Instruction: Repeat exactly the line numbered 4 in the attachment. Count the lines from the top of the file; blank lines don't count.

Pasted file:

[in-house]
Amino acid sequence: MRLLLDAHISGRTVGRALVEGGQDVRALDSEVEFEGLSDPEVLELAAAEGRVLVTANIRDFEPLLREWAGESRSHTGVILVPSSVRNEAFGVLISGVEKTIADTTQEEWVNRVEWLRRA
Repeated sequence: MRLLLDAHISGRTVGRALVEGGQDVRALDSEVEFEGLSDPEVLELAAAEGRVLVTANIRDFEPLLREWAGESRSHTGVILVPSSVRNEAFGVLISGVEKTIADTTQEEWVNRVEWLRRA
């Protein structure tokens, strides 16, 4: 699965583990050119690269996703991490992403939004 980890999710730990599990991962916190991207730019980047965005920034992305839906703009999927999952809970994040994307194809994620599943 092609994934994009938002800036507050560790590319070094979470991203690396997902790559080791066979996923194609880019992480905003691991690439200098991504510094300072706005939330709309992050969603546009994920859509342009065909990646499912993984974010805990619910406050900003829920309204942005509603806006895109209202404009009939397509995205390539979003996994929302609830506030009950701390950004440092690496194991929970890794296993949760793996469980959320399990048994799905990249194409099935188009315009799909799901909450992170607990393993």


């Protein structure tokens, strides 16, 4: 699965583990050119690269996703991490992403939004 980890999710730990599990991962916190991207730019980047965005920034992305839906703009999927999952809970994040994307194809994620599943 092609994934994009938002800036507050560790590319070094979470991203690396997902790559080791066979996923194609880019992480905003691991690439200098991504510094300072706005939330709309992050969603546009994920859509342009065909990646499912993984974010805990619910406050900003829920309204942005509603806006895109209202404009009939397509995205390539979003996994929302609830506030009950701390950004440092690496194991929970890794296993949760793996469980959320399990048994799905990249194409099935188009315009799909799901909450992170607990393993």